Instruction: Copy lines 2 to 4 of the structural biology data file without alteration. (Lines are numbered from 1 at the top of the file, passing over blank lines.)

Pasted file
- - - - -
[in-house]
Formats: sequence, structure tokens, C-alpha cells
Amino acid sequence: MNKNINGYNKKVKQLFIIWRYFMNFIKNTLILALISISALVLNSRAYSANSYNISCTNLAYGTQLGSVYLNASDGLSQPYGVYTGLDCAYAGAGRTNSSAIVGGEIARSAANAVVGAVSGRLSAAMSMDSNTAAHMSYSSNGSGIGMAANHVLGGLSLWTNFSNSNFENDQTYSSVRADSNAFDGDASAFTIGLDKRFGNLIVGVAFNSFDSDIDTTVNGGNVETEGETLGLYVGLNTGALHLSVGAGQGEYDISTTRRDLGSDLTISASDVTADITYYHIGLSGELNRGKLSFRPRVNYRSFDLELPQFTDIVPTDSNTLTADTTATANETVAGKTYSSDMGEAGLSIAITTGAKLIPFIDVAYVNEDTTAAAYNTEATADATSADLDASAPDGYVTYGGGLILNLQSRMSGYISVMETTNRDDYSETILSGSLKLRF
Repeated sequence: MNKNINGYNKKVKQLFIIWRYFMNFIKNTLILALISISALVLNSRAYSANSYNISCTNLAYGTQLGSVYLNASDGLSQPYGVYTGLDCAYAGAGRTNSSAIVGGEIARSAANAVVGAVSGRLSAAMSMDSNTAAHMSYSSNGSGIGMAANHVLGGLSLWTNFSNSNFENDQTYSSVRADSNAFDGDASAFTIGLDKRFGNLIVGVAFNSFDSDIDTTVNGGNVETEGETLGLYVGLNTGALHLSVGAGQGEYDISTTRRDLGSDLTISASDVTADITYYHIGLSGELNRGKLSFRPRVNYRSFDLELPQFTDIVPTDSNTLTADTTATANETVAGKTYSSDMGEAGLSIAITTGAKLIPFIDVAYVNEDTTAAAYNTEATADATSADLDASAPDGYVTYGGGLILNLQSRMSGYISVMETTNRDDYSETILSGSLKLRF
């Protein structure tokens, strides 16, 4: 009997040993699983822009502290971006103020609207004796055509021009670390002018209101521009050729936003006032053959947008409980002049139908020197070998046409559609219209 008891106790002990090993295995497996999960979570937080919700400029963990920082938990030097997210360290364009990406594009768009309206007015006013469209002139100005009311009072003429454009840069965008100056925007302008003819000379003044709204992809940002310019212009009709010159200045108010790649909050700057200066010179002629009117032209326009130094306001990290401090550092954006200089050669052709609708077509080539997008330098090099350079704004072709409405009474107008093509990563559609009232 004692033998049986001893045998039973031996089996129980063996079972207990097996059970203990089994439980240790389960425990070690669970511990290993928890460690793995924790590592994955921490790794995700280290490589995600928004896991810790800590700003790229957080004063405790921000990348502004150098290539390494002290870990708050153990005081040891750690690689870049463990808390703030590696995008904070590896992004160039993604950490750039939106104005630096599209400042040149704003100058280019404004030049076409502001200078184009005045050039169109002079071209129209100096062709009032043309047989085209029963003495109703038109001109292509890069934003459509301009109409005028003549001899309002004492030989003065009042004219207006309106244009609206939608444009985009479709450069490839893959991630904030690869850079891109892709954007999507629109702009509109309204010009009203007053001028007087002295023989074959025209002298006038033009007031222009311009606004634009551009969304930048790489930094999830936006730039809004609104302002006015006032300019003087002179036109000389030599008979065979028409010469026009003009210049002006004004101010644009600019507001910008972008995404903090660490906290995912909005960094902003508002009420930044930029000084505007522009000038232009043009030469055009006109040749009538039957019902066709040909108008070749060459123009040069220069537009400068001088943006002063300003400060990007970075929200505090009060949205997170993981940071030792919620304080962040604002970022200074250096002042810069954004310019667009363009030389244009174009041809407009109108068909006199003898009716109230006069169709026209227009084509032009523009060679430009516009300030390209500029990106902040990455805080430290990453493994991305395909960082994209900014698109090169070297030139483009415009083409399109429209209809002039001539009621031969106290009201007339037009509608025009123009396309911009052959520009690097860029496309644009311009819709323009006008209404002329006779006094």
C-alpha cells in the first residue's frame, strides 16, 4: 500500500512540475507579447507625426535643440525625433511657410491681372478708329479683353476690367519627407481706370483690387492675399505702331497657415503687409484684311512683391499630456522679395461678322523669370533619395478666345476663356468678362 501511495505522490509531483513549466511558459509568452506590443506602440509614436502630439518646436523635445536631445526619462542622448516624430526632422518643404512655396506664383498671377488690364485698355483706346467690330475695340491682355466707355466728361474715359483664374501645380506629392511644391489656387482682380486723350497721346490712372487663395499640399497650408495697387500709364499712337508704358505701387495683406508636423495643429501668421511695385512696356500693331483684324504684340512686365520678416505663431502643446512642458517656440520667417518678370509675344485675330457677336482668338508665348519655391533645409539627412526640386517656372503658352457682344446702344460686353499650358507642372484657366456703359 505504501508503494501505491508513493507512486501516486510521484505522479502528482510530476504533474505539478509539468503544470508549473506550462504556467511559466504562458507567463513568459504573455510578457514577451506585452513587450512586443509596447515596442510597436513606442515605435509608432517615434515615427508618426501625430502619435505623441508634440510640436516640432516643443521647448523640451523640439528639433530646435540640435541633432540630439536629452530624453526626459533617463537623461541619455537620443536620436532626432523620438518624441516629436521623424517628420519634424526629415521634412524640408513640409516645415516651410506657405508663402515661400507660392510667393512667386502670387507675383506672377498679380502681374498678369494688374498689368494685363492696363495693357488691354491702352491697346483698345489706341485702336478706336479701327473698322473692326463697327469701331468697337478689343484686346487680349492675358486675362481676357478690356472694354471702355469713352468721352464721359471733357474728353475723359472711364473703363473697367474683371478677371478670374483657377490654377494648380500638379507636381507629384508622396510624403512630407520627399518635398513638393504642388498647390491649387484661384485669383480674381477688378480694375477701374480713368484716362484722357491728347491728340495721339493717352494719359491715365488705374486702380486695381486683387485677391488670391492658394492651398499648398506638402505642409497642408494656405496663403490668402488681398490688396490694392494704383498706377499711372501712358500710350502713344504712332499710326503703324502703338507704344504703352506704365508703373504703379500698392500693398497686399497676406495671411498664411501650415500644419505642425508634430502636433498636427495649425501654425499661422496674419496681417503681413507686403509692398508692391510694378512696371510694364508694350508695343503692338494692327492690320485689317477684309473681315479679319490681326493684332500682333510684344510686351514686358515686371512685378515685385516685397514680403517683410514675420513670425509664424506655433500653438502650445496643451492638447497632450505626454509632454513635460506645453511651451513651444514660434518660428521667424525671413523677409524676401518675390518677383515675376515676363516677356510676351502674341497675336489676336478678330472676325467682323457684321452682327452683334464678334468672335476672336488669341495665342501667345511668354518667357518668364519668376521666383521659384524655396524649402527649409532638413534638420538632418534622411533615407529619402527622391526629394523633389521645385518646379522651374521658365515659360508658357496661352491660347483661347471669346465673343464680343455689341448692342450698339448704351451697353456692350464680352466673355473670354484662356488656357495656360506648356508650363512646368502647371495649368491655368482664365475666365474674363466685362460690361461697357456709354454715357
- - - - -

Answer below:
Formats: sequence, structure tokens, C-alpha cells
Amino acid sequence: MNKNINGYNKKVKQLFIIWRYFMNFIKNTLILALISISALVLNSRAYSANSYNISCTNLAYGTQLGSVYLNASDGLSQPYGVYTGLDCAYAGAGRTNSSAIVGGEIARSAANAVVGAVSGRLSAAMSMDSNTAAHMSYSSNGSGIGMAANHVLGGLSLWTNFSNSNFENDQTYSSVRADSNAFDGDASAFTIGLDKRFGNLIVGVAFNSFDSDIDTTVNGGNVETEGETLGLYVGLNTGALHLSVGAGQGEYDISTTRRDLGSDLTISASDVTADITYYHIGLSGELNRGKLSFRPRVNYRSFDLELPQFTDIVPTDSNTLTADTTATANETVAGKTYSSDMGEAGLSIAITTGAKLIPFIDVAYVNEDTTAAAYNTEATADATSADLDASAPDGYVTYGGGLILNLQSRMSGYISVMETTNRDDYSETILSGSLKLRF
Repeated sequence: MNKNINGYNKKVKQLFIIWRYFMNFIKNTLILALISISALVLNSRAYSANSYNISCTNLAYGTQLGSVYLNASDGLSQPYGVYTGLDCAYAGAGRTNSSAIVGGEIARSAANAVVGAVSGRLSAAMSMDSNTAAHMSYSSNGSGIGMAANHVLGGLSLWTNFSNSNFENDQTYSSVRADSNAFDGDASAFTIGLDKRFGNLIVGVAFNSFDSDIDTTVNGGNVETEGETLGLYVGLNTGALHLSVGAGQGEYDISTTRRDLGSDLTISASDVTADITYYHIGLSGELNRGKLSFRPRVNYRSFDLELPQFTDIVPTDSNTLTADTTATANETVAGKTYSSDMGEAGLSIAITTGAKLIPFIDVAYVNEDTTAAAYNTEATADATSADLDASAPDGYVTYGGGLILNLQSRMSGYISVMETTNRDDYSETILSGSLKLRF